I was right about a few things: it was a Pyrrhic victory, the backlash was brutal, and virtually every indignity or imposition concocted by private insurers in the past seven years has been blamed on “Obamacare.” But I was wrong about the most important points. The rulemaking and adjudications will end. The Trump/Ryan/McConnell approach to health care will leave Obamacare in the dustbin of history. And when it does, it will impose on millions of Americans exactly the situation they faced pre-ACA: choose between death or bankruptcy when confronted with a serious illness.

***

In October, Larissa MacFarquhar published a thoughtful essay on “The Heart of Trump Country.” One supporter of the President-elect said:  “When you hear about illegal aliens getting benefits and you have people here starving to death and can’t get nothing, it’s just a slap in the face. When you start talking about bringing in refugees and when they get here they get medical and dental and they get set up with some funds—what do we get?” Here’s Obamacare’s answer:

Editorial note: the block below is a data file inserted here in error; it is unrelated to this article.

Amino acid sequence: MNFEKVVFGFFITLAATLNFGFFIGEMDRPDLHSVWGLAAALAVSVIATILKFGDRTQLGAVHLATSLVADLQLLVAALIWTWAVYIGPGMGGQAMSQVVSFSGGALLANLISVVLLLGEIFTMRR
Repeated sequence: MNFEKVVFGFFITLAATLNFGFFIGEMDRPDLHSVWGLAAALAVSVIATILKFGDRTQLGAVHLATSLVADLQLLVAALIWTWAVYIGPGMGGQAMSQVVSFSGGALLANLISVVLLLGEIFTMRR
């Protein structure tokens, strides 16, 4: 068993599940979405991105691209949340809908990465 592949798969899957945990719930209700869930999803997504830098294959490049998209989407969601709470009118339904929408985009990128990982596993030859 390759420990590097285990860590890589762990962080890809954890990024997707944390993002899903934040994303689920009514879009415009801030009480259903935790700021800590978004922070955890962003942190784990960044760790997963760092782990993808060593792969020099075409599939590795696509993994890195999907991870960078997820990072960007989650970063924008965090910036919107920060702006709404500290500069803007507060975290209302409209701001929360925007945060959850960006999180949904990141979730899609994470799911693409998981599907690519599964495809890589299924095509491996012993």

Under the terms of the ACA, if you are unemployed, or if your employer’s insurance is unaffordable (defined as an individual plan (not a family plan) costing you over 9.5% of income), you can buy insurance on the exchange. You can choose plans from one of four precious metal tiers (bronze, silver, gold, and platinum), with varying actuarial values (60 to 90%). You’ll pay premiums, but you’ll also get sliding scale subsidies based on how high your income is above the poverty level. You will probably also need to pay co-pays, coinsurance (a percentage of each bill), and deductibles, up to some percentage of your income specified by statutory out-of-pocket maximums. (Just be sure not to incur out-out-network costs that don’t count toward out-of-pocket maximums.)